The Coming Priest-King 6:9-11 The word of the LORD came to me as follows: "Choose some people from among the exiles, namely, Heldai, Tobijah, and Jedaiah, all of whom have come from Babylon, and when you have done so go to the house of Josiah son of Zephaniah. Then take some silver and gold to make a crown and set it on the head of Joshua son of Jehozadak, the high priest. These men probably respected elders were to act as witnesses to Zechariah’s prophetic action, and serve no other purpose.
The Hebrew word used for “crown” is plural, suggesting that this is a crown of crowns (or a crown fashioned within a crown) as in Rev. 19:12. What is unusual about this enacted coronation is that God commands Zechariah to place the crown on the head of the high priest and not that of the king. History does not indicate that this action of Zechariah was seen as treacherous by the supporters of Zerubbabel, nor is there evidence that Joshua son of Jehozadak usurped the secular power. Joshua and Zerubbabel seem to have governed Judah well, side by side within their separate secular and religious spheres. So clearly this prophecy of Zechariah was taken by the exiles to have a symbolic meaning relating to a future day. 6:12-13 and speak unto him, saying, Thus speaketh the LORD of hosts, saying, Behold, the man whose name is the Branch; and he shall grow up out of his place, and he shall build the temple of the LORD: even he shall build the temple of the LORD; and he shall bear the glory, and shall sit and rule upon his throne; and he shall be a priest upon his throne: and the counsel of peace shall be between them both. (RV) The sovereignty which was pictured in the first vision of the chapter would one day be embodied in a person, whose name is the Branch. The Jews already understood “the Branch” to be a reference to the future Davidic king spoken of by Isaiah and Jeremiah (Isa. 11:1; Jer. 23:5; Jer. 33:15). Joshua (or Jeshua) is the Hebrew equivalent of Jesus; so the very name of the coming Messiah is here announced. The temple was meant to be his throne (Mal. 3:1), but being initially rejected by his own people, he has been gloriously exalted (Phil. 2:9) and has taken joint possession of God’s throne (Rev. 3:21), until he returns to take up the throne of David (Luke 1:32). Since according to the law kings of Israel could only come from the tribe of Judah, and priests only from the tribe of Levi, how could the idea of a king also being a priest be reconciled? It is clear that our Lord was descended from Judah, not Levi, so how could he be a priest according to the covenant which God gave to Moses? Nevertheless, the vision suggests a future time when this problem would be reconciled. As the writer to the Hebrews explains, Jesus is not made a priest by a regulation with regard to ancestry, but with an oath from God that he would abide as an eternal priest after the order of Melchizadek. This change of priesthood would require the introduction of a new and better covenant. The office of king and priest would be united in the Christ (this is what the “counsel of peace” refers to). The Branch shall be invested with royal majesty, and yet this kingpriest would rise from obscurity, as a branch out of dry ground. One might have expected such a king to come from an exalted background, but Jesus was born into poverty to a lowly family from Nazareth. Yet is was to Jesus of Nazareth that God entrusted the task of building a temple made without hands, consisting of men and women from every nation who would worship God in Spirit and truth (1 Cor. 3:16; John 4:20-24). Whilst some commentators depict Zerubbabel and Joshua being as one in their building of the temple and governing Jerusalem (which was indeed the case), the text is clearly indicating a greater day to come – a future day of Messianic glory. 6:14 The crown will then be turned over to Helem, Tobijah, Jedaiah, and Hen son of Zephaniah as a memorial in the temple of the LORD.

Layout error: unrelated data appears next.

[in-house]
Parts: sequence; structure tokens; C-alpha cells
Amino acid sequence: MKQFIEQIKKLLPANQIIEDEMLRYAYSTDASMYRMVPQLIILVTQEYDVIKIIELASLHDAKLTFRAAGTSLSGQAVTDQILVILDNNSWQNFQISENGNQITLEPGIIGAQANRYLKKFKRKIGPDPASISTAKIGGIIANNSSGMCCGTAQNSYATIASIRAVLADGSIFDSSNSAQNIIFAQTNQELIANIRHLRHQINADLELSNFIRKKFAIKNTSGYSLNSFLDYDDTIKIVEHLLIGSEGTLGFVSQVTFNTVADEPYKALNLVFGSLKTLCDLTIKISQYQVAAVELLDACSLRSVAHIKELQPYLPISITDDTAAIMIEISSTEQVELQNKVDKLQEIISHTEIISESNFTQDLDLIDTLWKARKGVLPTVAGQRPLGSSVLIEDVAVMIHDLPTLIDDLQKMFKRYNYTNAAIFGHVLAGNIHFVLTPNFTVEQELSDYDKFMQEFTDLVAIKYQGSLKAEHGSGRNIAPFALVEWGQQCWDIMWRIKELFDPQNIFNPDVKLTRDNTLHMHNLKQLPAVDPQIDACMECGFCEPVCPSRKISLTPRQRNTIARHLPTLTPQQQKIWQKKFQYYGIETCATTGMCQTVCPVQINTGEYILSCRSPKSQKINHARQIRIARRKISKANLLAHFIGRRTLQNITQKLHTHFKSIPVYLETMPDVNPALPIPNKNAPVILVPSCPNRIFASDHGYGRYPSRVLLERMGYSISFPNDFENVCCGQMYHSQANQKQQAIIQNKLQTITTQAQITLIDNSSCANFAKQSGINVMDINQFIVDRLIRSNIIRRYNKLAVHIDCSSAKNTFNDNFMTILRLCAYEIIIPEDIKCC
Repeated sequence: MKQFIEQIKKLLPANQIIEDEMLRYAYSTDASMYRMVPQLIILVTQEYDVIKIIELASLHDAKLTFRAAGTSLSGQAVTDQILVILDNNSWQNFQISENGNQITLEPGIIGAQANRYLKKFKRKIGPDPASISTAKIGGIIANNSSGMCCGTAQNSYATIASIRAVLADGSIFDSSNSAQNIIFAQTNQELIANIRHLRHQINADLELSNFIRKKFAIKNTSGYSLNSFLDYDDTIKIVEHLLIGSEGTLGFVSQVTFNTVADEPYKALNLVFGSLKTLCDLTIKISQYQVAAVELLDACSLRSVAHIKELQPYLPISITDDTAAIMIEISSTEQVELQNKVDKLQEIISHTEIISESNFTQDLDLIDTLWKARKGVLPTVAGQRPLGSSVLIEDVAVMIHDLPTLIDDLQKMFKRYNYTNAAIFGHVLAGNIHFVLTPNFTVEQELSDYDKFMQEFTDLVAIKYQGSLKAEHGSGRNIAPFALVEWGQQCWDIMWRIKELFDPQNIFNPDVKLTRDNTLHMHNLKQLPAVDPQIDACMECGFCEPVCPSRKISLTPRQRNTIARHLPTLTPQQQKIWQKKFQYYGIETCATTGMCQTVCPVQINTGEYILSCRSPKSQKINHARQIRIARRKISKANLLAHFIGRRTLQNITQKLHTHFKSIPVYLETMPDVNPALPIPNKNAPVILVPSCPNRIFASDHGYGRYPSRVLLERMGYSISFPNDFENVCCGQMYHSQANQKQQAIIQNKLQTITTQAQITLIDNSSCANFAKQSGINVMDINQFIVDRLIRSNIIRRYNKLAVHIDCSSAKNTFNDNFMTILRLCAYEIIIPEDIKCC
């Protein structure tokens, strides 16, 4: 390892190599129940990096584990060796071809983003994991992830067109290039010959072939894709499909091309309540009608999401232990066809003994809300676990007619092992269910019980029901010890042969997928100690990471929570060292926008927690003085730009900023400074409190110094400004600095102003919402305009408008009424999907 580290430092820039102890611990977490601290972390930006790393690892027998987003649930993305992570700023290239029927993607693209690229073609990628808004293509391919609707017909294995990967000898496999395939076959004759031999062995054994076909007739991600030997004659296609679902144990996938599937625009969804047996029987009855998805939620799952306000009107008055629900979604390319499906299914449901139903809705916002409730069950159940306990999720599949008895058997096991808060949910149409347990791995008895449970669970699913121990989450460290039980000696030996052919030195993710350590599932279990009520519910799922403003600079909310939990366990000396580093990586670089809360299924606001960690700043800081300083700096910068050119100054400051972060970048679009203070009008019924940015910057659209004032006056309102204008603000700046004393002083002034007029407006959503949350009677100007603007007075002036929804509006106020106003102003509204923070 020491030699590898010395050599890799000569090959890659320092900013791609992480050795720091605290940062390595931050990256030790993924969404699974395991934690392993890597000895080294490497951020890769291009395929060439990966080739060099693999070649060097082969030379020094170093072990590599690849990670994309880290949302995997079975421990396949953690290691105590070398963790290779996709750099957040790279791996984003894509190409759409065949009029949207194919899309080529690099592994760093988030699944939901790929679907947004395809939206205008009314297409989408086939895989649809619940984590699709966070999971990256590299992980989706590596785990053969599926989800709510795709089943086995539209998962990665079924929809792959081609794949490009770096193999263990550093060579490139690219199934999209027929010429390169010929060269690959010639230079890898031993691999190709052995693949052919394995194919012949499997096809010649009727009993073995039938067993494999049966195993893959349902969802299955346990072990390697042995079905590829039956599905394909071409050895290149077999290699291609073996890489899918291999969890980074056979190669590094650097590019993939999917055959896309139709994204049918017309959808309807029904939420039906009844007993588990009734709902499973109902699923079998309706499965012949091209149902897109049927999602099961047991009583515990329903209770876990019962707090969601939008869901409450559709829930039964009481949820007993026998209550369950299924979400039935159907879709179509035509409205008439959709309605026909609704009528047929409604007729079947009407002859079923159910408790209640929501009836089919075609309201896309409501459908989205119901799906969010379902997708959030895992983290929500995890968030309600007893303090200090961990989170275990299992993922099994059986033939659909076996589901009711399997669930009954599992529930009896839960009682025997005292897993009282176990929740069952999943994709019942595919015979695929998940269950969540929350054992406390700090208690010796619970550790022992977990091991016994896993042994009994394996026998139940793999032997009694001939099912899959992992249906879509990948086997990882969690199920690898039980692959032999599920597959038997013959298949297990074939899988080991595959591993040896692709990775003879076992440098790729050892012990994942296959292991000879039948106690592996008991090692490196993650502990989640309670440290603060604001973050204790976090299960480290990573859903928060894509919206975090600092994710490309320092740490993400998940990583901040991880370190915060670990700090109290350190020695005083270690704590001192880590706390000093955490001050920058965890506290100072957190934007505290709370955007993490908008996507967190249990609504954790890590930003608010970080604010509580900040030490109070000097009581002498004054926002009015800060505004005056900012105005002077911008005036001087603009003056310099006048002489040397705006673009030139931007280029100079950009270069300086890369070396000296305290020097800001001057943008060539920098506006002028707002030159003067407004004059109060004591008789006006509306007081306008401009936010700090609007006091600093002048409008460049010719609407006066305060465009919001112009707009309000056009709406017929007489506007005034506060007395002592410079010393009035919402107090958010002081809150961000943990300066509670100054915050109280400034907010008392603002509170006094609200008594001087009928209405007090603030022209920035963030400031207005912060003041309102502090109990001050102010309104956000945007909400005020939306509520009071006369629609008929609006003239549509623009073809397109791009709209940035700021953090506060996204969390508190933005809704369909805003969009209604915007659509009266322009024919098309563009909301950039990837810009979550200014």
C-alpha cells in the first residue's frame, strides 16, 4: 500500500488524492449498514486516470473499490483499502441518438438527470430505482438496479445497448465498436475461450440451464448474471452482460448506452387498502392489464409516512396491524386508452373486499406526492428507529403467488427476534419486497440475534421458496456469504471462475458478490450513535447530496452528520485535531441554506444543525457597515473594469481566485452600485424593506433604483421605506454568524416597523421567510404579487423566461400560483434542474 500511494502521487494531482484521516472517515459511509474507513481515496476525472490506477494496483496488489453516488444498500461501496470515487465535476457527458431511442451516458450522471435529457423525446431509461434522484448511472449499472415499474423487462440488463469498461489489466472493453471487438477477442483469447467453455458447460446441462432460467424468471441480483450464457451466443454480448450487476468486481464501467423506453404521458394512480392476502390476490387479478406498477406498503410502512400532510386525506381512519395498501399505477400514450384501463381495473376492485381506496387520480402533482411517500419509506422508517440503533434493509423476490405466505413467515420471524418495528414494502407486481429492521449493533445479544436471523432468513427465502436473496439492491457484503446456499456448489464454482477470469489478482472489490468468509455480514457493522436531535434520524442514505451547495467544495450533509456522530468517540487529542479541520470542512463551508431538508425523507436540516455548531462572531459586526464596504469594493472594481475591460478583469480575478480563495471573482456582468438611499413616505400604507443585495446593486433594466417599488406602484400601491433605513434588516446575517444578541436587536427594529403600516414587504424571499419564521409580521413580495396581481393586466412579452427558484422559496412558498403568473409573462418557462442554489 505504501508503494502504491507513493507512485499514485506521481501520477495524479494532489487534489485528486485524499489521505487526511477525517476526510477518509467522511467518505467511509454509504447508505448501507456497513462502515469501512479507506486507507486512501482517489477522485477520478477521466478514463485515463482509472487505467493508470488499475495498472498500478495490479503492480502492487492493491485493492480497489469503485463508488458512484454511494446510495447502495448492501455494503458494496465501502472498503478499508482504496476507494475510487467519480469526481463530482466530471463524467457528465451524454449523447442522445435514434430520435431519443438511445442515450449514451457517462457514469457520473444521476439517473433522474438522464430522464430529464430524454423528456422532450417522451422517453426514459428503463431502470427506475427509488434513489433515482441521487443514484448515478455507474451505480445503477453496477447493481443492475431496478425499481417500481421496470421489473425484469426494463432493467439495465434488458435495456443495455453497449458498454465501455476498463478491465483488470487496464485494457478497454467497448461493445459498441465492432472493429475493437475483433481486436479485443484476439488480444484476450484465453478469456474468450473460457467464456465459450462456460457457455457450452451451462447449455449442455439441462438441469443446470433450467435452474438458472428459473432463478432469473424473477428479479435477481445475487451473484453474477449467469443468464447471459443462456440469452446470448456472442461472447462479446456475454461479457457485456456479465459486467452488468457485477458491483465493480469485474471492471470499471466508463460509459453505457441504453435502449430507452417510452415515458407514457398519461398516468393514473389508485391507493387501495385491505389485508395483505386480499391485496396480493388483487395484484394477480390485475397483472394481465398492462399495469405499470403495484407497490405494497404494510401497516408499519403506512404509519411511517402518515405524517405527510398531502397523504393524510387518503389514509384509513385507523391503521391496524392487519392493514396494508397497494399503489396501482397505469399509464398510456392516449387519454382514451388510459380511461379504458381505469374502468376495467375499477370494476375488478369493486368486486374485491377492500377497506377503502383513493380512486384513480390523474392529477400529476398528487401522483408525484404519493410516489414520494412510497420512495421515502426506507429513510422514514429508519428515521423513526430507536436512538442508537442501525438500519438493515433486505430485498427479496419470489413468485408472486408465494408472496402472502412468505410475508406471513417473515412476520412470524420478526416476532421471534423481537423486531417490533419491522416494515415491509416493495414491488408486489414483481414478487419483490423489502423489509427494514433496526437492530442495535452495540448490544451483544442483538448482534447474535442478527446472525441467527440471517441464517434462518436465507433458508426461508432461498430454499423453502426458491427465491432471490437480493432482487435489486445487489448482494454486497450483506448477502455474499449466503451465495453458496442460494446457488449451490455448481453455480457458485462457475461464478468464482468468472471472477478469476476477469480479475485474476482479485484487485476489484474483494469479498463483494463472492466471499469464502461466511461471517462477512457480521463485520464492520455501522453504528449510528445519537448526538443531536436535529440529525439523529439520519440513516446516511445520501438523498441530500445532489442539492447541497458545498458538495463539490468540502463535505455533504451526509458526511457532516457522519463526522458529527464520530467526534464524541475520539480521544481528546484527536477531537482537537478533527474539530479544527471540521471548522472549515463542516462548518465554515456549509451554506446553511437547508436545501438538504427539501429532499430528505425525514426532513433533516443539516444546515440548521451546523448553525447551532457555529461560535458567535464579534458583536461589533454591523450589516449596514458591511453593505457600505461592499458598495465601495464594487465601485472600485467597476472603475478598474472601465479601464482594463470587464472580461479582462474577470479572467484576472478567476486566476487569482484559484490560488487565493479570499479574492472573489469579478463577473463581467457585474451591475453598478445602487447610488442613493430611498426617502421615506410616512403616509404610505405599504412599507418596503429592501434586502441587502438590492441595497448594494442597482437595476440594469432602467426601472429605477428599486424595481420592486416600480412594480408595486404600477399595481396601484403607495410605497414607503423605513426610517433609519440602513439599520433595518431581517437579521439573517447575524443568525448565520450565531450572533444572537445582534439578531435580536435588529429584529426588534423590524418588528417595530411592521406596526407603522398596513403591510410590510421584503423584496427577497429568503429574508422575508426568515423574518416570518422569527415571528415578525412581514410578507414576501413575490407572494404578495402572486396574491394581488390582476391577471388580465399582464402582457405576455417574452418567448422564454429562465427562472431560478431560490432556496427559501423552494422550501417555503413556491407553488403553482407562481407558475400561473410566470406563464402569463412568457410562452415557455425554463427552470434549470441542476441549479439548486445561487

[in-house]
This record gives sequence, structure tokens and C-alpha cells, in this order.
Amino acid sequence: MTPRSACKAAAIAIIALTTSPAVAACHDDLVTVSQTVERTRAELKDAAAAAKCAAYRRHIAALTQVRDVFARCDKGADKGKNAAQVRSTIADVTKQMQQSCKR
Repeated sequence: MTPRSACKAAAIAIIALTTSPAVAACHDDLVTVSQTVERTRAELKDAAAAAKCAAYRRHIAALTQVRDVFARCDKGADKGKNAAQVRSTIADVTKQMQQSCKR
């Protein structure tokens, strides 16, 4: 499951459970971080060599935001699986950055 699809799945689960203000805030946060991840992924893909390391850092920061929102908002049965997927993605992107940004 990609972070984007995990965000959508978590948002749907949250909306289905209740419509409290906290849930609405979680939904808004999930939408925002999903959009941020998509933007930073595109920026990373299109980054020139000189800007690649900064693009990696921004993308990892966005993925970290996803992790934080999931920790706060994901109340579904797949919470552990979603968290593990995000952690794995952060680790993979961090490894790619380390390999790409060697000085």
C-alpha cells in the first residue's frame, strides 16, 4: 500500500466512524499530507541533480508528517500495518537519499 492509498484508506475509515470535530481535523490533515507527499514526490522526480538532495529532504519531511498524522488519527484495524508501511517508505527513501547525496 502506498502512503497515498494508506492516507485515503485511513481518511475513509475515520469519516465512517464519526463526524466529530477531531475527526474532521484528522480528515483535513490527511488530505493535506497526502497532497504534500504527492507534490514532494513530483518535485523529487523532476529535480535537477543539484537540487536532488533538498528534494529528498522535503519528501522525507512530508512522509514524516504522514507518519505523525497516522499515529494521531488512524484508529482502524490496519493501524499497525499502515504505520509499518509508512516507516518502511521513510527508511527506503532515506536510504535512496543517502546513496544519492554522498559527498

The crown once made was to be placed in the rebuilt temple of God in Jerusalem. This was to serve as a constant reminder before the worshippers of God’s promise concerning the future Davidic king. God had previously instructed Israel to keep reminders of God’s past dealings to stir them to worship, here was an object lesson relating to the future. In the Christian memorial, the communion service, we look back to what the Lord Jesus did on the cross, but we look forward also to what he will do when he comes, for the apostle declares that every observance of the communion is to continue only “until he comes” (1 Cor. 11:26). 6:15 Then those who are far away will come and build the temple of the LORD so that you may know that the LORD who rules over all has sent me to you. This will all come to pass if you completely obey the voice of the LORD your God." ' " The building of the temple by returning Jews was already underway. It may well have been that as the people found the rebuilding difficult, God’s promise was of more exiles returning from Babylon to help in the work. Yet it seems more appropriate to relate the prophecy to the inclusion of Gentiles in the community of faith which the coming Davidic king would bring about. The ytoo would be part of that spiritual temple which Christ is building (Eph. 3:6). © Mathew Bartlett 2013 Bible Studies Online UK www.biblestudiesonline.org.uk You may copy, print or distribute our studies freely in any form, just so long as you make no charges. Sign up today for our FREE monthly Bible study magazine “Living Word” Scriptures taken from the NET Bible www.bible.org